Mark Mosher: How much time do you have to create all the cues for an episode?
Reinhold Heil: There was a period of searching while the first three episodes were edited. A few main themes and an overall palette of sounds and ideas were developed during that phase. But once we came close to airing the show it became hairy, especially since Syfy threw us a curveball by airing the first two episodes on the same day. So we lost an entire week of post-production! From January on we were working on three episodes simultaneously, one in the layout phase, one addressing notes from the producers and one in the final mixing stage with all the finishing touches. Obviously not every minute of music needs to be whipped up from scratch, since themes need to be repeated and consistently applied to help the viewer navigate the narrative. But every cue was worked specifically to the scene it was used for, so there was no way I could have done this all by myself. I have two very young, and until recently quite inexperienced assistants who went through an intense training period and came out on the other side being ready for anything that people might throw me. Their names are Steven Gernes and Juan Carlos Enriquez.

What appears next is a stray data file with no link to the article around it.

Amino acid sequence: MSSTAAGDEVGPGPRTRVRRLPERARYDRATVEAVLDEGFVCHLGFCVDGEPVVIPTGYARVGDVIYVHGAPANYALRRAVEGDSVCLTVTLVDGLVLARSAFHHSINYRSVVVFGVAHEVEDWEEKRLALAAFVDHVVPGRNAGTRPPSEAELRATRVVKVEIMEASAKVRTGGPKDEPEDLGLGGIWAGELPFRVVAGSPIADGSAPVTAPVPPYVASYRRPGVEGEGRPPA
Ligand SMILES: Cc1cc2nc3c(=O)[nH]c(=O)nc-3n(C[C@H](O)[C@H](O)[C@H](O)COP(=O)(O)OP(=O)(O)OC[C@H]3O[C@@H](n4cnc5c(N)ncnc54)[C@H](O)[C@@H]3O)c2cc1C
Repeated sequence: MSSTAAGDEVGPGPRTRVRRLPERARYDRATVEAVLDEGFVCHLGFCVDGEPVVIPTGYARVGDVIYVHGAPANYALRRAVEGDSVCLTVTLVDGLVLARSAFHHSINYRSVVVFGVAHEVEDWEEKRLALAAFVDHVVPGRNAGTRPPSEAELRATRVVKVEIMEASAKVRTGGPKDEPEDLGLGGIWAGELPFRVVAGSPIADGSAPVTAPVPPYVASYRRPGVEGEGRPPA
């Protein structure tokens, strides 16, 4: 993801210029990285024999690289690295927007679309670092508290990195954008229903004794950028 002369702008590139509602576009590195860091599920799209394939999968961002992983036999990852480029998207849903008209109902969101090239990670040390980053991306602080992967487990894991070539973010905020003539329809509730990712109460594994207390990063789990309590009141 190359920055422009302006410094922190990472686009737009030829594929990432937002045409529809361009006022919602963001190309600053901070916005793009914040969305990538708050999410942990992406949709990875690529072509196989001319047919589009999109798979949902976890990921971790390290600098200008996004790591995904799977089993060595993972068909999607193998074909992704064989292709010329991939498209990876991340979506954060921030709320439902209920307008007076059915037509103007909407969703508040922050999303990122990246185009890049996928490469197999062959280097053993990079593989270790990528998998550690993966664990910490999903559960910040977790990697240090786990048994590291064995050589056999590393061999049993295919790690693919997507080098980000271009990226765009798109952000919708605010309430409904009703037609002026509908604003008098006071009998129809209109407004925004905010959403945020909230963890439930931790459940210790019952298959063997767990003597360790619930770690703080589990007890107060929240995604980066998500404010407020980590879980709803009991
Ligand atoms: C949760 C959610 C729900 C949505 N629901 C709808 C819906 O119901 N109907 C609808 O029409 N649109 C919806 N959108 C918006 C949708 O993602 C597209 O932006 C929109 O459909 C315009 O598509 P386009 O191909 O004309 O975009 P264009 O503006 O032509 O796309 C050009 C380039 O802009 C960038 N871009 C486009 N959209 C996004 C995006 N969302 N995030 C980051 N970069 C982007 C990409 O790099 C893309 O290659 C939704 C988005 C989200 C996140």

Mark Mosher: Sound effects and music are so tightly interwoven in most of the scenes in Helix. Do you build these into your cues or collaborate with sound designers?
Reinhold Heil: I wish there was more collaboration. But editorial is in Los Angeles and audio post production in Montreal. So the editors developed their own little sound library and generously applied it. The idea was that Arctic Biosystems, the massive research facility built on the ice of the Arctic Circle, had a life of its own and created all these humming, droning and AC noises that in itself were adding to the tension and horror. That’s what I had to work with (or against) and it never came to the point where I actually received the final sound design work from Canada. So we worked around something that was then replaced and sometimes we needed to re-work cues or make tough decisions on the mixing stage where it was either the music or the sound design.
Let’s hope the next Helix location is sonically less challenging! You might be surprised how many more layers of the music you can explore.